Published: 05 January, 2007
John O'Groat Journal and Caithness Courier
TODAY we live in one of the officially designated crofting counties, even though there are fewer crofters than 30 years ago and crofting has less impact. And yet the issues of 30 years ago have still to be resolved.
In 1974 the SNP held Moray and Nairn, the Western Isles and Argyll; it was a close second in Inverness-shire, Ross-shire and Caithness and Sutherland. But Willie McRae, the SNP's Ross-shire firebrand, wasn't just a fine campaigner – his long experience helped to fashion the party's policy for the crofting counties.
Giving it a read again this holiday week, I find it's as fresh now as in the full flush of those boom years for Dounreay and the oil industry.
He wrote that it was impossible to look seriously at crofting without considering the whole fabric of life in the crofting counties. His guiding purposes for the SNP policy sought to restore the ability, the power, the will and the resources to rebuild depleted economic and social life. That was before the rise of Inverness, or the broadband revolution, or the prospects for the second renewable energy revolution of wind, wave and tides. It did recognise that in the long term you can't rely on large single industries to underpin an area's future. The experiences of Dounreay, the Invergordon smelter and the Fort William pulp mill were to bear that out, while the oil industry has contracted and reshaped to its present impact such as the pipe works at Wester and the new exploration base at Lybster, while the Beatrice oilfield is now a base for offshore wind power.
SNP policy in the 1970s wanted to build on successful hydro-electricity, the first green power. Then the lairds and the country-sports lobby were the objectors. Today there is far too little local consent and ownership of clean power projects – witness the many wind-farm debacles around Caithness. With a Scottish energy strategy and locally-agreed Clean Energy Plans, we can harness this power for local needs. That's what Norwegian communities have done, as visitors to Norway with the West Norway/Highland partnership have seen recently. Local municipalities recycled the revenues from supplying their own needs and selling the surplus to the national grid. So the SNP believes that locals should have the power to harness multinational businesses to help with the technology but for the major benefactors to be us, not just faraway shareholders, the Crown Estate and absentee lairds.
The 1970s SNP policy called for practical, radical land reform.
Under today's partial land reform laws, which were only passed due to the existence of the Scottish Parliament, we are starting to catch on. But few crofting communities have bought out their land except in the islands and in north Sutherland. In Caithness many of us still see our children choose to seek a life elsewhere because land for house-building is so expensive and local capital is still scarce. Willie McRae clearly saw that need to build up and extend crofting, partly to allow more people to have homes here, but also to see more local food production. These are just as urgent priorities in 2007.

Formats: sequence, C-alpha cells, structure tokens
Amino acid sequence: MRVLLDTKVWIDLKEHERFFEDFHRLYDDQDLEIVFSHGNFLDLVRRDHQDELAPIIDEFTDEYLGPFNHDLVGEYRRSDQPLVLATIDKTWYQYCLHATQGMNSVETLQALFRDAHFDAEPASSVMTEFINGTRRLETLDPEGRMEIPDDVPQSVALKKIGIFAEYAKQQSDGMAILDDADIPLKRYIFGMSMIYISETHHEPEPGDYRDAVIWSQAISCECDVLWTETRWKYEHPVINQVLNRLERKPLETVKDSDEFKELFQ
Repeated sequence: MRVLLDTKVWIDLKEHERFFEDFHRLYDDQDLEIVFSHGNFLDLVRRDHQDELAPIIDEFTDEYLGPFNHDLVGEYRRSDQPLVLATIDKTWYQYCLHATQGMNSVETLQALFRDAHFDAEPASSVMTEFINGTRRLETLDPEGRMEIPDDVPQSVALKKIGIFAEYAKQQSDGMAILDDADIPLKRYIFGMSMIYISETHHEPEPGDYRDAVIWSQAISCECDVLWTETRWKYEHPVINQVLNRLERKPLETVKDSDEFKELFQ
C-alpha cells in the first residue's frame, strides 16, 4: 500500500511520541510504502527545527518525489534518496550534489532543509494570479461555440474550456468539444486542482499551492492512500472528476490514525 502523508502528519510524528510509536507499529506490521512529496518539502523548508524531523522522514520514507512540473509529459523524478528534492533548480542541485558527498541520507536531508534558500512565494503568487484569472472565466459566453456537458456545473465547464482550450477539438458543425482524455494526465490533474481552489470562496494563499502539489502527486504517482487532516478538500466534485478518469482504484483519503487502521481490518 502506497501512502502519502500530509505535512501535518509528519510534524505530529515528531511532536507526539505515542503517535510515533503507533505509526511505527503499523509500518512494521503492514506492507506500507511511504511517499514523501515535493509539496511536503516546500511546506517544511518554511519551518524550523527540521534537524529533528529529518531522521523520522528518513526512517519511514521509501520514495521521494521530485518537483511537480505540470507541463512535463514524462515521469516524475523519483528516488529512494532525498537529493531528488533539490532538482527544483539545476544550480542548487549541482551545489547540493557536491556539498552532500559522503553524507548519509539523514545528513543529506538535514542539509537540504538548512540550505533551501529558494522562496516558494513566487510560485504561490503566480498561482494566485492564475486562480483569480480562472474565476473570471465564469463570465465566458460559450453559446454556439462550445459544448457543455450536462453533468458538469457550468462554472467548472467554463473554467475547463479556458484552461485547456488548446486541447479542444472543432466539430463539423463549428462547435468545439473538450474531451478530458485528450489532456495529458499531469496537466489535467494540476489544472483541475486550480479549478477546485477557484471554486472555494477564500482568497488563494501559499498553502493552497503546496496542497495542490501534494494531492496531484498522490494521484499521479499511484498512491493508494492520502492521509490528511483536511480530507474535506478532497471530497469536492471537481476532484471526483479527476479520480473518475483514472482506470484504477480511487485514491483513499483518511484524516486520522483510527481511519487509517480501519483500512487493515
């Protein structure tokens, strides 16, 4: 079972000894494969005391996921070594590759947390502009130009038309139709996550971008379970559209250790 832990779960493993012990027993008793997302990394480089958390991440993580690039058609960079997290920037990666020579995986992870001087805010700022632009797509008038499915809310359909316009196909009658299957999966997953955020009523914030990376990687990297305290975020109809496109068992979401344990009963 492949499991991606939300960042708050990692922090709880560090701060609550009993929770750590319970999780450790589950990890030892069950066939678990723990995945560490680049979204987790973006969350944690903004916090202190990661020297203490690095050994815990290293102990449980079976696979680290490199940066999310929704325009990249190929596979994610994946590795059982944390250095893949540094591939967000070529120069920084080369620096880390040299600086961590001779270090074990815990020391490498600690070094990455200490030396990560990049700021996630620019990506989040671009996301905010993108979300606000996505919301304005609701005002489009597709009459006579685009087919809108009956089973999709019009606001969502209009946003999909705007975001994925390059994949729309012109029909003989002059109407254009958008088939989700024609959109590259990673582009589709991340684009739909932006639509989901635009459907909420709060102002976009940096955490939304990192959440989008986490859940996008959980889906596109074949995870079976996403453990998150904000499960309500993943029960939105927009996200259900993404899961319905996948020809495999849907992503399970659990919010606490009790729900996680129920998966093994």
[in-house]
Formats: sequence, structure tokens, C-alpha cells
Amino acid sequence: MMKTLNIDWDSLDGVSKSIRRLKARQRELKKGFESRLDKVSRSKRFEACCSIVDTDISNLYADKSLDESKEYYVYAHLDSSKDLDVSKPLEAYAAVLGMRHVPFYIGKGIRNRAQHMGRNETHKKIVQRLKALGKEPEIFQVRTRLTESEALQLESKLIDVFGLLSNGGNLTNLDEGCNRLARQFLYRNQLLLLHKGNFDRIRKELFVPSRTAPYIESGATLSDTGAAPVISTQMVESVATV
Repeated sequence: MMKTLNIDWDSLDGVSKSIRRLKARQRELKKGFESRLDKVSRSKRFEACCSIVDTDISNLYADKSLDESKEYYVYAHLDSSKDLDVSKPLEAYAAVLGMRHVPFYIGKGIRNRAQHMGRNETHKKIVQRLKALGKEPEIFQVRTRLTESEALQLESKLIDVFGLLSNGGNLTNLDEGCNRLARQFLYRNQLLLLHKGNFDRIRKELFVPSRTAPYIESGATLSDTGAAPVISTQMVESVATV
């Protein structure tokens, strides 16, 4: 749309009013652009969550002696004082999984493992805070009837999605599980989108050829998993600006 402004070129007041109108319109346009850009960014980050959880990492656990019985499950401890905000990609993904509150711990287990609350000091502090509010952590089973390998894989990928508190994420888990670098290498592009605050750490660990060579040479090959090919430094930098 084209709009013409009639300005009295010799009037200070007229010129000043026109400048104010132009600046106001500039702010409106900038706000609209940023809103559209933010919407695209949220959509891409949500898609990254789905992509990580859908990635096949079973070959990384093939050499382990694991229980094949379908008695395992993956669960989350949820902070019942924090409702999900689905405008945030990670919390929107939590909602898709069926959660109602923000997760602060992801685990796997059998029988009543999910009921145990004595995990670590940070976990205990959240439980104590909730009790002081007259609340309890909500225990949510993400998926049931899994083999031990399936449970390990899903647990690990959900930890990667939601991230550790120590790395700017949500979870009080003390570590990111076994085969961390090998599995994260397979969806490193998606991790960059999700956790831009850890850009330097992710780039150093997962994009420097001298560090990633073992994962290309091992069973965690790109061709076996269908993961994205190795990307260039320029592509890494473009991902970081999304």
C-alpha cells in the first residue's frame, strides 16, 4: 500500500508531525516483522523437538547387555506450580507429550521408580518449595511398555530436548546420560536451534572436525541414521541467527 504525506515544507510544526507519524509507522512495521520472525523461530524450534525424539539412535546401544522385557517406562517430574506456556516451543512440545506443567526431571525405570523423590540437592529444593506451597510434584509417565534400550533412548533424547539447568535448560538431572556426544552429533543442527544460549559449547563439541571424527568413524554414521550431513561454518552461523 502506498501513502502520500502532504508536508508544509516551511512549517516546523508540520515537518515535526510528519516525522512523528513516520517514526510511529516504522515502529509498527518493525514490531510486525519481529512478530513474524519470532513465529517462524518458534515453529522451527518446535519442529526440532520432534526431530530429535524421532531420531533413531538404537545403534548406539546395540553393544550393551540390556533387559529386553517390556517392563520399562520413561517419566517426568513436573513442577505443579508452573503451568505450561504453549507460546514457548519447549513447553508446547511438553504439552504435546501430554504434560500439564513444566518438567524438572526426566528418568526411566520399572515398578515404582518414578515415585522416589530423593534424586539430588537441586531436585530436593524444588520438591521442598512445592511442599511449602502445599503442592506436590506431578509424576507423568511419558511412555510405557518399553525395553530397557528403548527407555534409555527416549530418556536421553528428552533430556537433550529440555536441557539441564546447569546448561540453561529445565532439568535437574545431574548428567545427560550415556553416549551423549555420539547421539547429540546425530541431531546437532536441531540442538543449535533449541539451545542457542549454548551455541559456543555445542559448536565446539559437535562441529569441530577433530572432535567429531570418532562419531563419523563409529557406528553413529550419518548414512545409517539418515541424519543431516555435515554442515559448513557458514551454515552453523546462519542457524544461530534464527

There were hopes 30 years ago in SNP policy for the educational and social background in which Gaelic language and Norse dialects of different areas could be revived and could flourish, be living, working languages in daily use, and take their place in the multiple strands of Scottish culture. Excitingly, the success of Gaelic education has improved where parents wish to see this and there has been a huge boost to our native musical traditions through the Fèisean movement and its local equivalents like the Wick Traditional Music Workshops. These were all begun locally before gaining Scottish government support. In an unsettled world, the attraction of a strong-rooted culture will be even more essential for the future confidence and self-esteem of young Scots of whatever origin.
Above all, Willie McRae's policy saw the need to provide the crofting counties with the resources in land, in cash and in people to make the rebuilding of the Highlands after centuries of depopulation a vibrant reality. He saw this going hand in hand with integrating the North into the mainstream of Scotland's social, educational, agricultural and industrial life. We still need an injection of professional jobs in legal services, medicine and the energy sciences to meet the needs of our far-flung communities.
In this new year, the UHI will move ever closer to becoming a fully-fledged collegiate university. North Highland College will be a bastion of its dispersed structure. Recognising that the Highlands are an example to the rest of Scotland, the Scottish government has supported the celebration of 2007 as the Scottish Year of Highland Culture.
What we need to "take off" is more of that consistent vision that the SNP saw possible three decades ago and have it applied today. Each part of the nation can support many more working families, not just in cities like Inverness but by using our priceless natural resources here in Caithness to build satisfying lives. To get the cash and backing for local prosperity we need Holyrood to have full tax-raising powers. We need a national renewable energy strategy that puts communities at the centre of the action, and we need rail and road links fit for this climate-change age.
Don't let another 30 years pass when you can soon vote and demand a big say in the achievement of these essential goals to sustain the Far North's future. A Guid New Year tae ane and a'.